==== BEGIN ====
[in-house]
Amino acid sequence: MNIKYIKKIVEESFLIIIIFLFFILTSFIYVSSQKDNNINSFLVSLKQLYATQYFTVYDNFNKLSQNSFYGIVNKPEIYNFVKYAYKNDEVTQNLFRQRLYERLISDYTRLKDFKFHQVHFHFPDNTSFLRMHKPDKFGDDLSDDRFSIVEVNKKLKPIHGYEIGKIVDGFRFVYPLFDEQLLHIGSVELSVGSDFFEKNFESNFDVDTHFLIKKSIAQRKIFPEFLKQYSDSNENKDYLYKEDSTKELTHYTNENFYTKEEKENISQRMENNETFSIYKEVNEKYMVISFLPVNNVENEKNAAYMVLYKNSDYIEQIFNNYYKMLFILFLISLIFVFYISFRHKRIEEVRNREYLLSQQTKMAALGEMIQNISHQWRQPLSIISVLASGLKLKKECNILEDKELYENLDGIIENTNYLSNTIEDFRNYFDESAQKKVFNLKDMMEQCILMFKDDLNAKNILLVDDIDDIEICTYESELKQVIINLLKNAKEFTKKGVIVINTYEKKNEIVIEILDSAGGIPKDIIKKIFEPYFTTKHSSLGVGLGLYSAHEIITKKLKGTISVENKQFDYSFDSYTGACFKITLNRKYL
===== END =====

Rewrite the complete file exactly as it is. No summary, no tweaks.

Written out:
[in-house]
Amino acid sequence: MNIKYIKKIVEESFLIIIIFLFFILTSFIYVSSQKDNNINSFLVSLKQLYATQYFTVYDNFNKLSQNSFYGIVNKPEIYNFVKYAYKNDEVTQNLFRQRLYERLISDYTRLKDFKFHQVHFHFPDNTSFLRMHKPDKFGDDLSDDRFSIVEVNKKLKPIHGYEIGKIVDGFRFVYPLFDEQLLHIGSVELSVGSDFFEKNFESNFDVDTHFLIKKSIAQRKIFPEFLKQYSDSNENKDYLYKEDSTKELTHYTNENFYTKEEKENISQRMENNETFSIYKEVNEKYMVISFLPVNNVENEKNAAYMVLYKNSDYIEQIFNNYYKMLFILFLISLIFVFYISFRHKRIEEVRNREYLLSQQTKMAALGEMIQNISHQWRQPLSIISVLASGLKLKKECNILEDKELYENLDGIIENTNYLSNTIEDFRNYFDESAQKKVFNLKDMMEQCILMFKDDLNAKNILLVDDIDDIEICTYESELKQVIINLLKNAKEFTKKGVIVINTYEKKNEIVIEILDSAGGIPKDIIKKIFEPYFTTKHSSLGVGLGLYSAHEIITKKLKGTISVENKQFDYSFDSYTGACFKITLNRKYL